Another tale of twins awaits in The God of Small Things. Raised in an affluent Indian family, Rahel and Esthappen’s world is shaken by the arrival of their young cousin and by a growing tide of unrest. Amidst it all, the complicated shambles of their family provide some comfort. But soon, the arrival of Sophie and her English mother prove that all that they thought they knew can change in a day.

That’s it for now, folx! Stay subscribed for more stories of yesteryear.

If you want to talk books (historical or otherwise), you can find me @rachelsbrittain on Instagram, Goodreads, Litsy, and occasionally Twitter.

Right now I’m reading Our Missing Hearts by Celeste Ng. What about you?

Swords and Spaceships

The Future of Food in Science Fiction

Happy Tuesday, shipmates! It’s Rachel again, acting captain while Alex is away, and I’ve got even more great SFF to talk about. Since I’ve got food on the mind with the upcoming holidays in the U.S., I’m sharing a couple of my favorite foodie SFF novels exploring the future of food. And this is no freeze-dried astronaut food, trust me.

Bookish Goods

Hobbit Swords Sweatshirt from Etsy

Hobbit Swords Sweatshirt from Rosie Katt Designs

Cozy up with this adorable sweatshirt featuring our favorite hobbits’ swords. $28+

New Releases

Snow Crash Book Cover

Snow Crash: Deluxe Edition by Neal Stephenson

This gorgeous new hardcover edition of Stephenson’s sci-fi classic features never before seen material. It’s a must-read for any fan of the cyberpunk genre, with a new cover that is sure to be a stand out on any bookshelf.

Star Wars Convergence Book Cover

Star Wars: Convergence by Zoraida Córdova

Who else is loving all the great new Star Wars books that have been coming out from bestselling authors in the last few years? In this one, by the author of Labyrinth Lost and The Inheritance of Orquídea Divina, a Jedi Knight and the privileged party boy son of the Chancellor set out to uncover who is behind an assassination attempt that could destroy two warring planet’s hopes for peace.

For a more comprehensive list, check out our New Books newsletter!

Riot Recommendations

For those of you celebrating Thanksgiving this week in the U.S., you’ll probably agree that a big part of the holiday is the food. So while you’re eating all the good turkey and sides, let’s consider what the future of food might look like with some science fiction books filled with futuristic ideas about dining.

The Sol Majestic Book Cover

The Sol Majestic by Ferrett Steinmetz

Ever wondered what a restaurant of the future might look like? How about sentient dough, stasis cubes to keep food from spoiling, and a time accelerating machine that allows you to cook elaborate meals in no time at all? There’s so much more to this book than just food, including philosophy and politics and friendship, but the food and the most famous restaurant in the galaxy make it perfect for fans of foodie genre fiction.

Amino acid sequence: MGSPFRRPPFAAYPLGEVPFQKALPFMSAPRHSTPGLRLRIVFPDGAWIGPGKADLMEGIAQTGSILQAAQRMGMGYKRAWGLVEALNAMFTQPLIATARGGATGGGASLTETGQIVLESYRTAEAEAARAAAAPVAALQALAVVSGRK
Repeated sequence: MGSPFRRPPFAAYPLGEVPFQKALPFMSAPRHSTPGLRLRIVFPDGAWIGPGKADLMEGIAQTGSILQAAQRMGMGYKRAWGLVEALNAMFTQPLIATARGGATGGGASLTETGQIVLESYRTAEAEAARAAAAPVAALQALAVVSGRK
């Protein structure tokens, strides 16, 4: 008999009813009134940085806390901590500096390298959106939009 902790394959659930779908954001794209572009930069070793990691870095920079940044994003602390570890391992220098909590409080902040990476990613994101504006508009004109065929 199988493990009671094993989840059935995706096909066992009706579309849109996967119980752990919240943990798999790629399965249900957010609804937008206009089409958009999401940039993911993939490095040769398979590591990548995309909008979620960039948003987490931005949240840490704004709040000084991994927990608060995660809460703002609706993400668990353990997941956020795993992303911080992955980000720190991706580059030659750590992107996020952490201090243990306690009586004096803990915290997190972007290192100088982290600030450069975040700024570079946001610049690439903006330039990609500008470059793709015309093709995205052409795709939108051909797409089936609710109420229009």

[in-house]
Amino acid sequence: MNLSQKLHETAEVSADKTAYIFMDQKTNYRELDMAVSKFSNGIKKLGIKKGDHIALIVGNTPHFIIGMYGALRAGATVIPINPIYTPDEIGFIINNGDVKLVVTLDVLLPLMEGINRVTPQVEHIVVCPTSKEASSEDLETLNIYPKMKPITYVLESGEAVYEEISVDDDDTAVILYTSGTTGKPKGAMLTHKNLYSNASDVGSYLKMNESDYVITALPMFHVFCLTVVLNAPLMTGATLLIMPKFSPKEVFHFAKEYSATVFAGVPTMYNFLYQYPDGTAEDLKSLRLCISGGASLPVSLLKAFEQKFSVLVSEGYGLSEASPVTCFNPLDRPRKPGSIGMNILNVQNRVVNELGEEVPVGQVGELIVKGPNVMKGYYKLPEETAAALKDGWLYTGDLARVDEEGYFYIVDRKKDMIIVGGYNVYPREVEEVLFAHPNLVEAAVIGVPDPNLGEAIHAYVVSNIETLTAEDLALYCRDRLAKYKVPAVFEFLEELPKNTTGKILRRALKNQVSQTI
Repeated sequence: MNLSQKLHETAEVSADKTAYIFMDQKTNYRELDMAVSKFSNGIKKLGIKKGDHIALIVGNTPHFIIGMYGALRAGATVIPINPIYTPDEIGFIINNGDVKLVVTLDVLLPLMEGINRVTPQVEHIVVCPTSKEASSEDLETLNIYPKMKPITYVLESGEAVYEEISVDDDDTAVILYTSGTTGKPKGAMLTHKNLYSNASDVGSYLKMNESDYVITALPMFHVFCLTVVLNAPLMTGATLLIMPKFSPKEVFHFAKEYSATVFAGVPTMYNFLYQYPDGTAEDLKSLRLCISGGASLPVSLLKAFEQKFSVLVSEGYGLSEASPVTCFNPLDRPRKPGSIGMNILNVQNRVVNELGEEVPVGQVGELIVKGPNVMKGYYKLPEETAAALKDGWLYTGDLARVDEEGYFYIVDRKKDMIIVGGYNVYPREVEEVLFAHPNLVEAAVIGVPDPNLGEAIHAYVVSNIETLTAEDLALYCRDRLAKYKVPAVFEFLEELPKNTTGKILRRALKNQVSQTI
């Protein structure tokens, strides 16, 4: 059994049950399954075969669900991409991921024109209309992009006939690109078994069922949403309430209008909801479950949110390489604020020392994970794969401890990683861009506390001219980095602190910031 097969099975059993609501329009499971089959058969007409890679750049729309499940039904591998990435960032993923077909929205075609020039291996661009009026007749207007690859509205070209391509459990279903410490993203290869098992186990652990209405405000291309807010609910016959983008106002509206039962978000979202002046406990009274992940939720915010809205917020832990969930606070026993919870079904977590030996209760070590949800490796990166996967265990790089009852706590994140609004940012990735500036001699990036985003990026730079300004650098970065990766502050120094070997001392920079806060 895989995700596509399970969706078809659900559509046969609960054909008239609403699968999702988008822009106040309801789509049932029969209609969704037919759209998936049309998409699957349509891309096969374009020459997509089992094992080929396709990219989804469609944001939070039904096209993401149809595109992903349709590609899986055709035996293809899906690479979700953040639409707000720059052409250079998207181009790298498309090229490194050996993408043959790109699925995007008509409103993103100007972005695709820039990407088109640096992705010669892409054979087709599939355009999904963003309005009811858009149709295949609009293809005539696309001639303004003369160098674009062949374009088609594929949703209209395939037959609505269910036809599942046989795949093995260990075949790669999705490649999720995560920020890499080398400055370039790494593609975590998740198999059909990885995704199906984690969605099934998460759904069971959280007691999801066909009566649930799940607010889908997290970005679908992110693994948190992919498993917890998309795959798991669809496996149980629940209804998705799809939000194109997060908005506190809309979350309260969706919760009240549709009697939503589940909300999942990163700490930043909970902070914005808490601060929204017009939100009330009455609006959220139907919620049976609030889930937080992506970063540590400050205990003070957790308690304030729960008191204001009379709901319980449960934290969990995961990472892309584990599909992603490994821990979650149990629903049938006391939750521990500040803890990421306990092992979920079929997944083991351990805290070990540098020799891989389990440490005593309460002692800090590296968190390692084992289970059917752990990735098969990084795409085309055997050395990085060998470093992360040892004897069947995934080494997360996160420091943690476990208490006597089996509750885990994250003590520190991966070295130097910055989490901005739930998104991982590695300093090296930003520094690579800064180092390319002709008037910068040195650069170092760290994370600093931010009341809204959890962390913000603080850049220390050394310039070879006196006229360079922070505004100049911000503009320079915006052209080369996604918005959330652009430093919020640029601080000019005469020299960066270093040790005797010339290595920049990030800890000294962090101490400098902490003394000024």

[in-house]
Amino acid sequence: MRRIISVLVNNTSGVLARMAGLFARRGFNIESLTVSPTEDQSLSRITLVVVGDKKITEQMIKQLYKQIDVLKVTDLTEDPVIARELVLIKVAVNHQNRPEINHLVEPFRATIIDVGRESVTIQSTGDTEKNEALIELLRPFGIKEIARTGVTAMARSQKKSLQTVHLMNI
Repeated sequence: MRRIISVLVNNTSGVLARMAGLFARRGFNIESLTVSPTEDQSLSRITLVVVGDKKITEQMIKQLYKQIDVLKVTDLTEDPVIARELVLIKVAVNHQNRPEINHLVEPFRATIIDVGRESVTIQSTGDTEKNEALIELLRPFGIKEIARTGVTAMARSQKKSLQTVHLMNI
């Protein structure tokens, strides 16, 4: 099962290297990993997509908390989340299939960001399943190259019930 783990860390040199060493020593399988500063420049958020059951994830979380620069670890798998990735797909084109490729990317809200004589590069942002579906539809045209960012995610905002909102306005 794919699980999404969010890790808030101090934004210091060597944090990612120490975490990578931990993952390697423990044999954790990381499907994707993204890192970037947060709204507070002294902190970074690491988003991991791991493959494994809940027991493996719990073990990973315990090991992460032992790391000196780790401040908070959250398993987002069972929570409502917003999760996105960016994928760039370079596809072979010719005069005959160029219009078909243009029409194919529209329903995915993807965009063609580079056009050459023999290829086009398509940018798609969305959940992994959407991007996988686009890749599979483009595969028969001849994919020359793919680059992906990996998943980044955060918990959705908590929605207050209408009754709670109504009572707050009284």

Light from Uncommon Stars Book Cover

Light from Uncommon Stars by Ryka Aoki

Like The Sol Majestic, this novel is about far more than food. We’re talking a family of alien refugees, a renowned violin instructor paying off a deal with the devil, and a trans music prodigy who becomes wrapped up in their affairs. But it’s the donut shop that the alien family runs, featuring machines that create the perfect donuts, which earns it a place on this list.

See you, space pirates, and be sure to thank your co-pilots. My co-pilot, Kara, put on her fall best just for all of you.

a photo of a dog with an orange bow tie

You can catch me @rachelsbrittain on Instagram, Goodreads, Litsy, and occasionally Twitter.

Swords and Spaceships

Indigenous SFF Authors You Should Be Reading

Hey there, shipmates, and happy Friday! I’m Rachel, and I’ll be your acting captain here for the next few weeks as Alex is off traversing the cosmos. I normally handle Book Riot’s historical fiction newsletter, Past Tense, but (shhh, don’t tell anyone) SFF is my true love.

So what do we have in store for you today? New releases, bookish goodies, and some great SFF recommendations, including several Indigenous sci-fi and fantasy authors I think you should be reading.

Bookish Goods

a photo of a mug with a venn diagram of life, the universe, and everything, with 42 in the overlap in the middle

The Answer to Life, the Universe, and Everything Mug by LikiLooPrintworks

Hold the answer to life, the universe, and everything in the palm of your hands with this fun, Hitchhiker’s Guide coffee mug. $20

New Releases

Africa Risen: A New Era of Speculative Fiction; painting of a young Black woman in a yellow astronaut suit holding little white flowers

Africa Risen, edited by Sheree Renée Thomas, Oghenechovwe Donald Ekpeki, and Zelda Knight

I love a good anthology, and this one — full of speculative fiction from African and African diaspora writers — is at the top of my TBR.

The Fall of Númenor Book Cover

The Fall of Númenor by J.R.R. Tolkien

Couldn’t get enough of the Amazon Prime Rings of Power TV show? This newly expanded edition of Tolkien’s writings about the Second Age of Middle-Earth should satisfy that craving.